Aliens No Exit Review

Posted by Corporal Hicks on January 17, 2010 (Updated: 01-Jun-2014)

 Aliens No Exit ReviewAfter thirty years of cryogenic sleep, Detective Anders Kramm wakes to a changed world. The alien threat has been subdued. Company interests dominate universal trade. Terra forming is big money now, with powerful men willing to do anything to assure dominance over other worlds. But Kramm has a secret. He knows why The Company killed twelve of its top scientists. He knows why the aliens have been let loose on the surface of a contested planet. He knows that the information he has is valuable, and that The Company will do everything it can to stop him from telling his secret to the world. Haunted by memories of the brutal murder of his family, Kramm is set adrift amid billion dollar stakes . . . with aliens around every corner, waiting for him to make a mistake.

Brian Evenson’s No Exit is the last Aliens novel released by Dark Horse (so far). While the Predator series went from strength to strength (shaky entry with Forever Midnight), Aliens was hit and miss. Diane Carey’s entries were good with S.D Perry’s Criminal Enterprise being the standout novel. The Predator novels ended on the fantastic South Sea China scribed by Brian Evenson’s buddy Jeff VanderMeer. So how does the “winner of the International Horror Guild Award” do with his entry?

From the get-go, you can tell Brian has a solid handle on the horror elements (as you would expect from the recipient of a horror award). What would come across as Saw-style gore on the screen becomes an effective and chilling method of delving into the damaged psych of our protagonist Detective Anders Kramm. The nightmares he endures and the questioning of reality around him really help the reader latch onto the issues of Kramm.

Kramm is one of the high points of No Exit. He was an Aliens detective for Weyland-Yutani but when he lost his family to an infestation that he was investigating he quits the Company. Signing up with a small terra forming firm he escapes the nightmares of reality by being stored in cryo-freeze until his services are required. Awakened 30 years later Kramm is thrust into the apparent aftermath of an Alien infestation. A mystery is afoot.

No Exit starts out really interesting, playing heavily into the animosity of the corporate world. Using the conflict between The Company and Planetus (the company Kramm works for), Brian weaves a mystery that draws the reader in. In particular, Part 3 was amazing. Not only did it deepen the strangeness of this apparent infestation but once again, Brian showed us his fondness for making his characters question reality. It was a very intriguing element.

However as the mystery progresses and is solved, No Exit changes gear and descends into an over-the-top clichéd action piece. You know the kind, the one where the author thinks that Alien fans are interested in seeing an over-exaggerated version of Aliens where the Xenos are mowed down by the dozens. Brilliant.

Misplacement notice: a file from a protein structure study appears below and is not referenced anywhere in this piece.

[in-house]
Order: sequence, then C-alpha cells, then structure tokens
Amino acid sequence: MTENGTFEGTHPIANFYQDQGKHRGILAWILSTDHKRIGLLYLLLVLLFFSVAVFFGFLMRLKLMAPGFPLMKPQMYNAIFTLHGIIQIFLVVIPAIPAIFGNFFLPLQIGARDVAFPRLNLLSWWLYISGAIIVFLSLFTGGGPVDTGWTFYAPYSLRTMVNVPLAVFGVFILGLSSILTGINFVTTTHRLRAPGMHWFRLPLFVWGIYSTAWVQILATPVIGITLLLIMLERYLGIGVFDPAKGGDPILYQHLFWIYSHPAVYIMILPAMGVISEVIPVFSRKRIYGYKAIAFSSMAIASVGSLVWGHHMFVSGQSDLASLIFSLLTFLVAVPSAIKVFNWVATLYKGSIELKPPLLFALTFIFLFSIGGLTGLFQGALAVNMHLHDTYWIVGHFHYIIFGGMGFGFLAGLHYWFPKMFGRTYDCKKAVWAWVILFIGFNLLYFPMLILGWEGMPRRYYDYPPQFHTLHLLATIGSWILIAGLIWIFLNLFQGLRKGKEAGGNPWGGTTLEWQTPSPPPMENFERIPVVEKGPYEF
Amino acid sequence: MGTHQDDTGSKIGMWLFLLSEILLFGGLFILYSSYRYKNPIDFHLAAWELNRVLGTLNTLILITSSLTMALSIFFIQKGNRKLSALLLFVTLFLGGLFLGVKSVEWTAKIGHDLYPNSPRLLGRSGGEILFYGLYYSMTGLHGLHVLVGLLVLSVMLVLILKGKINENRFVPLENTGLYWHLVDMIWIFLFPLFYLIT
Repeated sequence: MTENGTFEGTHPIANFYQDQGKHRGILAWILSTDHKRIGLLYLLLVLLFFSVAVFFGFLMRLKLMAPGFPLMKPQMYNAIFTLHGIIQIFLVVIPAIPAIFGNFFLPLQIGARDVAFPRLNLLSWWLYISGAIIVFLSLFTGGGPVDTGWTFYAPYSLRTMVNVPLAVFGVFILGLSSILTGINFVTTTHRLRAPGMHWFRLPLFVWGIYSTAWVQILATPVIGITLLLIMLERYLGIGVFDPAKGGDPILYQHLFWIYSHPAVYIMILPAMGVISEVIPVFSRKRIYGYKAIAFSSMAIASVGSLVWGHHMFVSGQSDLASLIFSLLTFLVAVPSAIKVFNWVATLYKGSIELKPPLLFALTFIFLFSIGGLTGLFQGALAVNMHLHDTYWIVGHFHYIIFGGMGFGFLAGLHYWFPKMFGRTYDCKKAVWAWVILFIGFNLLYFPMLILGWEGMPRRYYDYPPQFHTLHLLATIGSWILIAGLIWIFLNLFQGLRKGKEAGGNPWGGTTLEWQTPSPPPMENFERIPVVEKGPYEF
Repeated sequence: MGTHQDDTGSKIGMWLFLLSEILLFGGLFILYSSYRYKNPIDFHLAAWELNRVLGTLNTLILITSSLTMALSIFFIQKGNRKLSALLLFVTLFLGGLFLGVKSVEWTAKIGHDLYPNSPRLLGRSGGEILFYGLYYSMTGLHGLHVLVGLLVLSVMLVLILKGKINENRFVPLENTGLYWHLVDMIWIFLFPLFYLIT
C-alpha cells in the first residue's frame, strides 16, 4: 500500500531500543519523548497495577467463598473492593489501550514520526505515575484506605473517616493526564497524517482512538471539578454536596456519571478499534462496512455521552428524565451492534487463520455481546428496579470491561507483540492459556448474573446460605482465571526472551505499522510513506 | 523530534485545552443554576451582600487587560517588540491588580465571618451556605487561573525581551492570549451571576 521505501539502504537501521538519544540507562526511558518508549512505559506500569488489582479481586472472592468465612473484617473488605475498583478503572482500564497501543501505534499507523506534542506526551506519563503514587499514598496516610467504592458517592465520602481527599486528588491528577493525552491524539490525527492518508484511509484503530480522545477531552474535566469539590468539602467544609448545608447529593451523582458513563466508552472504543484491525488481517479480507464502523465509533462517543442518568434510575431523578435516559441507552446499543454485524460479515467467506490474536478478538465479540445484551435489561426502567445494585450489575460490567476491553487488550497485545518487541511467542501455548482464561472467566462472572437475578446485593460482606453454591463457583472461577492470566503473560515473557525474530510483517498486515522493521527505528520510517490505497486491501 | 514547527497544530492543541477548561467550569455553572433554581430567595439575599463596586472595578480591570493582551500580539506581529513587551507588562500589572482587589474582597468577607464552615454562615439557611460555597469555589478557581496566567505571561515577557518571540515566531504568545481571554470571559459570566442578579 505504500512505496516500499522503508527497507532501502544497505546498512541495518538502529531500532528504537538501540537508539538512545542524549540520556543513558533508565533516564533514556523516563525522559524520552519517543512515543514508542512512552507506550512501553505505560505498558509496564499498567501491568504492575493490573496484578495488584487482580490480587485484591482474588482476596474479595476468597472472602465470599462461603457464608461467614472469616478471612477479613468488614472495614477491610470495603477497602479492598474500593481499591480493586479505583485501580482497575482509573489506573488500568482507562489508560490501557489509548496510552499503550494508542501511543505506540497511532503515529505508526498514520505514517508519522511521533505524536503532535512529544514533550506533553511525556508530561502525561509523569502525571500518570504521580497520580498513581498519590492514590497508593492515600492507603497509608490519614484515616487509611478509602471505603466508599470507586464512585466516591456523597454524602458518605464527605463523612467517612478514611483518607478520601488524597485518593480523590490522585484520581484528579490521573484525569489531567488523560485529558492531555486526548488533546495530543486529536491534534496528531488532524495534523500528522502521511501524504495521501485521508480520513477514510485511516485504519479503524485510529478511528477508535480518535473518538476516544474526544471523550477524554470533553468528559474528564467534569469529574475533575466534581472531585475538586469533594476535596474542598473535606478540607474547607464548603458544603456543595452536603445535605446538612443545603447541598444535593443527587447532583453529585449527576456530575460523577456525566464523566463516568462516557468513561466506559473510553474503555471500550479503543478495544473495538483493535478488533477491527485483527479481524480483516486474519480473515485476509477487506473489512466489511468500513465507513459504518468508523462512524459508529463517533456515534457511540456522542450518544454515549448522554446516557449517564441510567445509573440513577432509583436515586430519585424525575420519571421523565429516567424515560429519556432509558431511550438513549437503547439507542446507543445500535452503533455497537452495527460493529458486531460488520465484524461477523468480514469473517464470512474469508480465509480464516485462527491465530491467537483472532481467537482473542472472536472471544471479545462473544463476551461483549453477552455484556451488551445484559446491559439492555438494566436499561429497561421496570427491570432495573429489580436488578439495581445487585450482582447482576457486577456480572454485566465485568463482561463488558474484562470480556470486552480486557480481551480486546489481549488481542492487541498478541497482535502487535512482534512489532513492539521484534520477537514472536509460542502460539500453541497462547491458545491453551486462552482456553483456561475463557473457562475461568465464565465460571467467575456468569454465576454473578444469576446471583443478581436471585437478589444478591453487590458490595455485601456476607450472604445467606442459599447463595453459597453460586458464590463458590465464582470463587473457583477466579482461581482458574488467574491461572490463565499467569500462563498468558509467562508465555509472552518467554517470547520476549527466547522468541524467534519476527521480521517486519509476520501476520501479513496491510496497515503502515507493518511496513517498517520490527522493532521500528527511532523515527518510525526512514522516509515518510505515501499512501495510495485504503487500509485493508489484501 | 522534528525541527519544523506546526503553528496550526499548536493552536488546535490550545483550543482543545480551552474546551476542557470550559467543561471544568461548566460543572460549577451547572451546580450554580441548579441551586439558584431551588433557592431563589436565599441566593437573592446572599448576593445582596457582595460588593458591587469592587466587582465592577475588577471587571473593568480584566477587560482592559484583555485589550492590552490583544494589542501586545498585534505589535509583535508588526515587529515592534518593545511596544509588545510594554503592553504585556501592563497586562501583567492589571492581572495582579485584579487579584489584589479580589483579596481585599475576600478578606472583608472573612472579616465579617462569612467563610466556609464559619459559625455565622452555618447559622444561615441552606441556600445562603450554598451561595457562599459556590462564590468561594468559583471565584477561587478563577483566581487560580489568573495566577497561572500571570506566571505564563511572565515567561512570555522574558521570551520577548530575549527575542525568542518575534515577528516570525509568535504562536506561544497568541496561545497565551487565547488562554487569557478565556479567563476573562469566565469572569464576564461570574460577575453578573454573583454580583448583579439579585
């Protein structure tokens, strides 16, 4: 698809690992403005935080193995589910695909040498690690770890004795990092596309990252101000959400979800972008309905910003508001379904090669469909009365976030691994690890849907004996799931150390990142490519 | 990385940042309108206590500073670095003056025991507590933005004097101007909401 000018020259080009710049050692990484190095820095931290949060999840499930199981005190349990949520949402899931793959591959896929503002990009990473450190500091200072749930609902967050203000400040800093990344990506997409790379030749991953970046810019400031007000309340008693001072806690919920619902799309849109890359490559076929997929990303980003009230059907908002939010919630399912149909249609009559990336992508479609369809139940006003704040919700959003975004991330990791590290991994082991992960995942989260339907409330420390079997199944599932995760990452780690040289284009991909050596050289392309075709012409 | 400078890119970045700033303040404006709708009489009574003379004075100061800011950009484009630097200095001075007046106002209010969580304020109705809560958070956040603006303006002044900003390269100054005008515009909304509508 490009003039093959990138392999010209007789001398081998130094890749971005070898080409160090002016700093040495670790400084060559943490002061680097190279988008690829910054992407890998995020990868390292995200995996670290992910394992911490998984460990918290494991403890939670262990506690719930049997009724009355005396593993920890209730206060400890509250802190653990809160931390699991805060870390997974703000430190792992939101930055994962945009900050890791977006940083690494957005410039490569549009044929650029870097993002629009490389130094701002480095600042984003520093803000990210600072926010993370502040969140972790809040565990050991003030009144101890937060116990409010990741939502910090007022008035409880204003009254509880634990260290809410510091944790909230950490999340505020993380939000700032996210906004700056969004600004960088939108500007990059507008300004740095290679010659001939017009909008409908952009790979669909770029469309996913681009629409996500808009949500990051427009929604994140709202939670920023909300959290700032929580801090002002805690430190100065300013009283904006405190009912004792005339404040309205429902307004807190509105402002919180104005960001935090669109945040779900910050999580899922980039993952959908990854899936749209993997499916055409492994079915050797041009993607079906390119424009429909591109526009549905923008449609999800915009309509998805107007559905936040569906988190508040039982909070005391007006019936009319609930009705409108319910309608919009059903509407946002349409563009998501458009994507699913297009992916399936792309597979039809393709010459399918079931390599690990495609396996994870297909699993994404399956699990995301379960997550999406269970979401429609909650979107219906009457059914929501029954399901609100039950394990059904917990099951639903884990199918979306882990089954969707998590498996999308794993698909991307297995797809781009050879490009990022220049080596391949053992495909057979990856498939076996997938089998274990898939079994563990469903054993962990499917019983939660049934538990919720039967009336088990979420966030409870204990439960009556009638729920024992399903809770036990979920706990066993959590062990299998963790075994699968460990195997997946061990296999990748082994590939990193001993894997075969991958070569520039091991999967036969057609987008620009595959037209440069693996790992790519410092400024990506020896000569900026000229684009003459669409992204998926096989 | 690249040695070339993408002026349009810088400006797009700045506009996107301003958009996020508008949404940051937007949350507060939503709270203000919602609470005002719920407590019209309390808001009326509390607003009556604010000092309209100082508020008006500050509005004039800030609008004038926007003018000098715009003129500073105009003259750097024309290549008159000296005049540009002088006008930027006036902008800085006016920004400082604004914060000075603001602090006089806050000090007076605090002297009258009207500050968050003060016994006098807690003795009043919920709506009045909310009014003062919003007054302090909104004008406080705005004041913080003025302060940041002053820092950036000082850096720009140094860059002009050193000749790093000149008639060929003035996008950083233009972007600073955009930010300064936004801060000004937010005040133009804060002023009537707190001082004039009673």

What Brian passed up was the opportunity for a creepy Alien-style trapped in a labyrinth novel. No Exit clearly demonstrated Brian’s talent for horror and disturbed characters and I feel that No Exit would have flourished if he’d have had his characters creeping around the death-filled hive instead of blasting their way through it. It really would have given Brian the chance to give his characters even more depth, maybe create a more intense internal conflict than what we got.

Especially when it got to the point where the Aliens were being defeated and killed in hand-to-hand combat by a giant Swedish man. Apparently, everyone was crack shots as well, taking out Aliens with shots to the head from pistols. It really was not the highlight of the novel.

The other characters were minor without too much depth. Brian did flesh them out somewhat but not much compared to Kramm. This is quite clearly his story. You could tell that Brian was putting effort into making the aforementioned Swedish giant likeable but what was supposed to come across as language barrier made Bjorn seem mentally ill. Frances also didn’t receive much in the way of attention but she was developed enough to be likeable. But like I’ve said, this was all Kramm.

As for our bad guy? He is a smarmy bastard by the name of Braley. He’s a faithful employee of Weyland-Yutani. He doesn’t stick around too much, only having a major presence in the mysterious Part 3 but he’s pulling the strings for the rest of the novel. Part 3 is where we see the evil streak come out. I really want to delve into this mysterious Part 3 and spoil it all for you but my conscience is holding me back. That’s something you need to explore for yourselves.

As mentioned above, Braley disappears halfway into the novel. That leads me onto a problem I had with No Exit. As the novel descends into the shoot-em-up second half, plot points are just dropped and forgotten and nothing comes of Braley’s actions. What happens to the planet? What about the W-Y vs Planetus? Nothing much.

It’s just as if halfway through Brian decided that nothing else mattered other than letting us read about an entire hive being taken out by a small group armed with pistols. It’s a shame, it really is.

So did No Exit give us the stellar finish to the novel line? Unfortunately, I can’t say it delivered. No Exit started off so well. It was different, it was intriguing and it had so much potential. Then it just went downhill. If only he’d have stuck to the terrifying and to the the effects it was having on the characters. I’d love to see Brian comeback and do it right. I know he can.

Not the worst novel in the line but nowhere near as good as it could have been. I award Aliens No Exit a 3 out of 5.

Rating: 3 Stars (3 / 5)
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